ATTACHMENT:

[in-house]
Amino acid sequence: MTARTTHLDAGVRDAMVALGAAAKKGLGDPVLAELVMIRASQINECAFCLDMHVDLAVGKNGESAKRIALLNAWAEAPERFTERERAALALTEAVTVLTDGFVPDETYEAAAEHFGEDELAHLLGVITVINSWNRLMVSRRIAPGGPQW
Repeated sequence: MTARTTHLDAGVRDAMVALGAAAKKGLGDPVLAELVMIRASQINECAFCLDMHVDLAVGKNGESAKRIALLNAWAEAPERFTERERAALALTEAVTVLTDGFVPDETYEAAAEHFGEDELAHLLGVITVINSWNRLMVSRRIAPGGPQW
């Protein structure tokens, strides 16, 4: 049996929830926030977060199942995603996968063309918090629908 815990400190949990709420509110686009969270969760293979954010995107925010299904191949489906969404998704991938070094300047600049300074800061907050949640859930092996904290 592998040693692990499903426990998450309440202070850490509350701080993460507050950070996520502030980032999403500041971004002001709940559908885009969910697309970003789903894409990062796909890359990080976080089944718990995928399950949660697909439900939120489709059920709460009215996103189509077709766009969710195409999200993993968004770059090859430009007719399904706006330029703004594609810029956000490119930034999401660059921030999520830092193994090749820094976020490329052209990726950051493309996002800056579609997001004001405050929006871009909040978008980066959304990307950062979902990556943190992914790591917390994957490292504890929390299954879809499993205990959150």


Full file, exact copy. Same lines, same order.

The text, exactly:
[in-house]
Amino acid sequence: MTARTTHLDAGVRDAMVALGAAAKKGLGDPVLAELVMIRASQINECAFCLDMHVDLAVGKNGESAKRIALLNAWAEAPERFTERERAALALTEAVTVLTDGFVPDETYEAAAEHFGEDELAHLLGVITVINSWNRLMVSRRIAPGGPQW
Repeated sequence: MTARTTHLDAGVRDAMVALGAAAKKGLGDPVLAELVMIRASQINECAFCLDMHVDLAVGKNGESAKRIALLNAWAEAPERFTERERAALALTEAVTVLTDGFVPDETYEAAAEHFGEDELAHLLGVITVINSWNRLMVSRRIAPGGPQW
């Protein structure tokens, strides 16, 4: 049996929830926030977060199942995603996968063309918090629908 815990400190949990709420509110686009969270969760293979954010995107925010299904191949489906969404998704991938070094300047600049300074800061907050949640859930092996904290 592998040693692990499903426990998450309440202070850490509350701080993460507050950070996520502030980032999403500041971004002001709940559908885009969910697309970003789903894409990062796909890359990080976080089944718990995928399950949660697909439900939120489709059920709460009215996103189509077709766009969710195409999200993993968004770059090859430009007719399904706006330029703004594609810029956000490119930034999401660059921030999520830092193994090749820094976020490329052209990726950051493309996002800056579609997001004001405050929006871009909040978008980066959304990307950062979902990556943190992914790591917390994957490292504890929390299954879809499993205990959150």